Henry Kaufman, perhaps Wall Street's most widely followed economist, predicted today that by the second half of the year, long-term interest rates would return to or surpass the record high levels they hit last October.

Those interest rates nearly killed the bond market, where companies and governments raise money they don't have to pay back for years, and helped choke off the housing market. Kaufman, chief economist for the giant investment banking firm of Salomon Brothers Inc., said the high rates he expects later this year again will wreak havoc on corporations, home buyers, savings institutions and state and local governments.

Corporations, burdened with short-term loans that they must refinance continuously, will be unable to return their balance sheets to a healthier state. Housing, which has been in a severe depression for the past few years, will not recover in 1982. State and local governments, which face reduced federal aid, will have trouble selling their securities.

Normally during a recession and the early stages of an economic recovery interest rates decline, private borrowing declines and companies borrow in the bond market to replace their short-term debts to banks and other lenders. "But 1982 will not be a typical first year of a business recovery," Kaufman told reporters at a breakfast briefing.

The investment needs of companies and with their lack of liquidity (cash) will combine to push up business borrowing. At the same time, the huge federal deficit--the result of big tax cuts plus the impact of the recession--will sharply boost U.S. Treasury borrowing. He said he does not expect anything but a temporary improvement in inflation.

Economists at Citibank, New York's largest, took a more optimistic tone today. They predicted that interest rates and inflation will decline in 1982 and during the rest of the decade.

The bank economists predicted that short-term rates would zig-zag early in 1982, but would decline on balance unless fears about the growth of the money supply and heavy borrowing by the federal government "crowding out" the private sector cause markets to overreact. The Citibank economists hit squarely at economists like Kaufman who think the federal government will elbow out private borrowers and cause rates to rise.

Kaufman said the government will have to borrow $135 billion this year, while short-term corporate borrowing alone will surpass $140 billion.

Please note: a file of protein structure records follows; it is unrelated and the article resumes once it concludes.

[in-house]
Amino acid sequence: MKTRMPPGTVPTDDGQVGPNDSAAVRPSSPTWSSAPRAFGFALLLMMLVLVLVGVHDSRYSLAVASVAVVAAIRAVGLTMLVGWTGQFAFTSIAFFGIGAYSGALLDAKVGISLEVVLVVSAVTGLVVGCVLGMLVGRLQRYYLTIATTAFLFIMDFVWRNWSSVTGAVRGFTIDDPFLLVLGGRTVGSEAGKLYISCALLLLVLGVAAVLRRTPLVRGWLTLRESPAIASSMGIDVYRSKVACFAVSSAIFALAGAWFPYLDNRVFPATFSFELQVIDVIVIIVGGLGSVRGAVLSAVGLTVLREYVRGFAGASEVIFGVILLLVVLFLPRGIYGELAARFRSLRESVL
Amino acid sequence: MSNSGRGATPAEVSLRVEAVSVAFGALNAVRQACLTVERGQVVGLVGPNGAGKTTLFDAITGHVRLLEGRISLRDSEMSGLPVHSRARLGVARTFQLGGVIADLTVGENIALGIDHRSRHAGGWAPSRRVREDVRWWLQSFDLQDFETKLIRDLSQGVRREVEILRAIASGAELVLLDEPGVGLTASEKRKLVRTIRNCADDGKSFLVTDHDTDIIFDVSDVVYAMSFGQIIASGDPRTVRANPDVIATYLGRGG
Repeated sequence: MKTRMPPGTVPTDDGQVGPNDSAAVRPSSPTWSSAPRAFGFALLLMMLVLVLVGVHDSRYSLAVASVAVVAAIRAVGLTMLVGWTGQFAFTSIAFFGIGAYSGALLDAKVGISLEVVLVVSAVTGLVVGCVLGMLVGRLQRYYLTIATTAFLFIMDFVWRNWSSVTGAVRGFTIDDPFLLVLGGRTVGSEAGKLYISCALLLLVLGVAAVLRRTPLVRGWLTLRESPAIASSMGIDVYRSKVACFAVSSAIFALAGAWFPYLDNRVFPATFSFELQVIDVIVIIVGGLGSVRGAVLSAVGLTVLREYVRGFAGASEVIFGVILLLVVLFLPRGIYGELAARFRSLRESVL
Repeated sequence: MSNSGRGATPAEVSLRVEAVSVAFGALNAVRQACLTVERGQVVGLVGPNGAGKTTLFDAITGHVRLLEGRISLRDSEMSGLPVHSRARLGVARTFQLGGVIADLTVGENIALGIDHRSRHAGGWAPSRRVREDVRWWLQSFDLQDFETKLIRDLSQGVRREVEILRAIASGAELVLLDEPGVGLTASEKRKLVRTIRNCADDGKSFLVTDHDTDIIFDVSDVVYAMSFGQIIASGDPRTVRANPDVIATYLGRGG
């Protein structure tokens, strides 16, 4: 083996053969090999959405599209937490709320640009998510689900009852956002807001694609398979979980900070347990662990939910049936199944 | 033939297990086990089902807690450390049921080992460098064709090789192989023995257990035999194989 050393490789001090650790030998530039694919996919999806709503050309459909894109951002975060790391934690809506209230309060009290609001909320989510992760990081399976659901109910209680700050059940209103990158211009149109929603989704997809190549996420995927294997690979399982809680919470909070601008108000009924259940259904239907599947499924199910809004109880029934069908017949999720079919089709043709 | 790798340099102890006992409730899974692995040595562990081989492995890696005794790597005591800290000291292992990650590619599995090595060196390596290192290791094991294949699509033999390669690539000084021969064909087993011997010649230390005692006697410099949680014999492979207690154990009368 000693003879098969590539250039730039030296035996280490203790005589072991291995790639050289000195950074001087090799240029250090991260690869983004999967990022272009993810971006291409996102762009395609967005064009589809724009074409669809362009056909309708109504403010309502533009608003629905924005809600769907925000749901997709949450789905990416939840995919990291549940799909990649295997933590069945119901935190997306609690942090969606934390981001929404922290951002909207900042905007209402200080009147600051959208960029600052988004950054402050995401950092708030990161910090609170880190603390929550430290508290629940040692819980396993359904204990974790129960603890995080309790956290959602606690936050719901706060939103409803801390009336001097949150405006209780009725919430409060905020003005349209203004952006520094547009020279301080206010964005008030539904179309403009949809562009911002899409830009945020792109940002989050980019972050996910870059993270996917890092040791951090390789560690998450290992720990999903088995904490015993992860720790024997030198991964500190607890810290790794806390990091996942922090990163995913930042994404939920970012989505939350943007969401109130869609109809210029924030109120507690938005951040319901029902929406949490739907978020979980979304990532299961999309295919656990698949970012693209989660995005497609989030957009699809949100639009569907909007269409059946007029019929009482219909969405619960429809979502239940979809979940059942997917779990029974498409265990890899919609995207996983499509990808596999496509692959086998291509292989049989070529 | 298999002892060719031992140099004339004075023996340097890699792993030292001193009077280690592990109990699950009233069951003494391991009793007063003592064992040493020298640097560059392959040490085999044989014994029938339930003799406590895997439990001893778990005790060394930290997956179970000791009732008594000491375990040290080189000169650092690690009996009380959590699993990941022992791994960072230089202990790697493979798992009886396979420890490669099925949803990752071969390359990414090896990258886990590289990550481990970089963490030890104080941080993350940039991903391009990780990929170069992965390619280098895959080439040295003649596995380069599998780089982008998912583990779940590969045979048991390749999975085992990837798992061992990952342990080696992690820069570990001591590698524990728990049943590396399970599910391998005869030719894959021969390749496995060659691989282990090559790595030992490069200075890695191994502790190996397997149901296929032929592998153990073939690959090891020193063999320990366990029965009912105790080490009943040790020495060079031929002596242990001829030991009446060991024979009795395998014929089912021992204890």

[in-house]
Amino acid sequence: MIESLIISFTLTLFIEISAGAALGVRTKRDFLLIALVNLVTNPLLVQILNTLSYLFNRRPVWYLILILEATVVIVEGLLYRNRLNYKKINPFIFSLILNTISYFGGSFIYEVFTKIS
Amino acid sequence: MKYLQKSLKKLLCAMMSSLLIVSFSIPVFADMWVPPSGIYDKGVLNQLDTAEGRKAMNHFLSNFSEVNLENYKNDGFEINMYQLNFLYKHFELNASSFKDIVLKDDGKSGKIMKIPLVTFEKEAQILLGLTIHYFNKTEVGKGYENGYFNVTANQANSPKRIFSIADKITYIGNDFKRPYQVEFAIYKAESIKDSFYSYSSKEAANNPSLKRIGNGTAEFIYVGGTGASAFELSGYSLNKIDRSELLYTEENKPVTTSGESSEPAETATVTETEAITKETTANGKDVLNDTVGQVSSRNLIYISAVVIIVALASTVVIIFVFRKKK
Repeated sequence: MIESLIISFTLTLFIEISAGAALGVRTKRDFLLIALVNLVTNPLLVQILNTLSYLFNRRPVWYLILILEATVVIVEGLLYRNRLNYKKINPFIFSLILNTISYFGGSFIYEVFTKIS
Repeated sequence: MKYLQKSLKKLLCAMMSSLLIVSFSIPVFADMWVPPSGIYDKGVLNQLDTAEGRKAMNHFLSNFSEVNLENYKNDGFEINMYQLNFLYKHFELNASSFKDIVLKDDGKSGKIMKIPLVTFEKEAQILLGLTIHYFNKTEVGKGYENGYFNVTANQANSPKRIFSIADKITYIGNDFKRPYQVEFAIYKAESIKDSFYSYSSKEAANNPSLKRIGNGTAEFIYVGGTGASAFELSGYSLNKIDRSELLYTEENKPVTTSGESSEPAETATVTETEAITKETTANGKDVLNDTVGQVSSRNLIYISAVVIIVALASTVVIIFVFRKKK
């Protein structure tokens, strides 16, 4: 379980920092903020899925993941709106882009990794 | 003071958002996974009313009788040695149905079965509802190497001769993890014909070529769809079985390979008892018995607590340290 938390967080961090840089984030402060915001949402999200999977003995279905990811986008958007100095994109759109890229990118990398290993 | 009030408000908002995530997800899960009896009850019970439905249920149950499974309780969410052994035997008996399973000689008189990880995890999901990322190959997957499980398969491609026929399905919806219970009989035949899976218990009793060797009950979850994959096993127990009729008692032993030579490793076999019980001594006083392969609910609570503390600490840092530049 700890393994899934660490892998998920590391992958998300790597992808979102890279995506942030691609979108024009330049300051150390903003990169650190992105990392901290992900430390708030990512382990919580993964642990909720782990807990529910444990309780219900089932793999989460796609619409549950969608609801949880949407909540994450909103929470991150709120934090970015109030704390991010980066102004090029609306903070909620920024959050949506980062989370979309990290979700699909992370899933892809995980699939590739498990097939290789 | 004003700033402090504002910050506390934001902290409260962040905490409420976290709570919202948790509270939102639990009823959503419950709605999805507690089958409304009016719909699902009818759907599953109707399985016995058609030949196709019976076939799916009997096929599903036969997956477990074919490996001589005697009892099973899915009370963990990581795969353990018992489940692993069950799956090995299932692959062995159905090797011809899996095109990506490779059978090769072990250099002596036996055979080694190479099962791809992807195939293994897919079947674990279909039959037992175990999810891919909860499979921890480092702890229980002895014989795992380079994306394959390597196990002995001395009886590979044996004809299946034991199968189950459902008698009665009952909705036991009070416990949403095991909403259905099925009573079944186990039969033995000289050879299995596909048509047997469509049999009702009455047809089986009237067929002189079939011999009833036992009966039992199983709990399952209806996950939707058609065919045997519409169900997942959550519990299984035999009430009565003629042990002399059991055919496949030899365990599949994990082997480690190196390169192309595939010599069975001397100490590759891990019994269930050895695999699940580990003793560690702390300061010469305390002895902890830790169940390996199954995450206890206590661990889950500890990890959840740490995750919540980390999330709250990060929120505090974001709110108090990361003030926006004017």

The Salomon Brothers economist, also one of Wall Street's leading pessimists, said his estimate of federal borrowing needs may be low. The calculations were done four weeks ago when Kaufman estimated a federal deficit of $80 billion this year. He said the deficit probably will be $90 billion but scoffed at leaks from the administration that estimate a deficit tens of billions of dollars higher than $90 billion.

Once the recession is over and the economy appears back on the road to a slow recovery, Kaufman predicted the Federal Reserve Board, the nation's central bank, will return to a tight monetary policy.

It was the Federal Reserve's loosening of the credit reins that helped push down both long-term and short-term interest rates during the last few months of the year, although rates have risen from the lows they hit during late November and early December.

Kaufman predicted an economic recovery would begin in the spring, although it will be a subdued one. He said Salomon Brothers expects real economic growth to be less than one percent for all of 1982.

Even that projection is highly uncertain, he cautioned, because it assumes the Federal Reserve will be able to manage its monetary policy "without having to raise money rates dramatically...If the central bank returns to a strict adherence to monetarism, the risk is for a much slower recovery in the second half of the year."

Kaufman criticized so-called monetarism, in which the central bank conducts its operations in a way designed to keep within a target range the growth of the money supply (essentially checking accounts and cash in circulation).

He called for a review of both monetary and spending policies, which seem to have conflicting goals. Big tax cuts have pushed the federal budget into deficit, leaving the so-called fight against inflation to the high interest rates engendered by a tight monetary policy. Kaufman said that rather than trying to control the money supply, the Federal Reserve should try to control the growth of credit.

Kaufman said that by the second half of the year, and perhaps earlier, interest rates will be driven back to last October's levels, when the rate on long-term Treasury bonds rose to 15 1/4 percent. Rates on the highest grade bonds issued by utilities climbed to 18 percent. Kaufman said he doubts the prime rate, the interest banks use as a reference point for short-term loans to their best corporate customers, will rise above the 21 1/2 percent peak it hit last year. However, Kaufman said, the prime lending rate has less meaning today than it did years ago.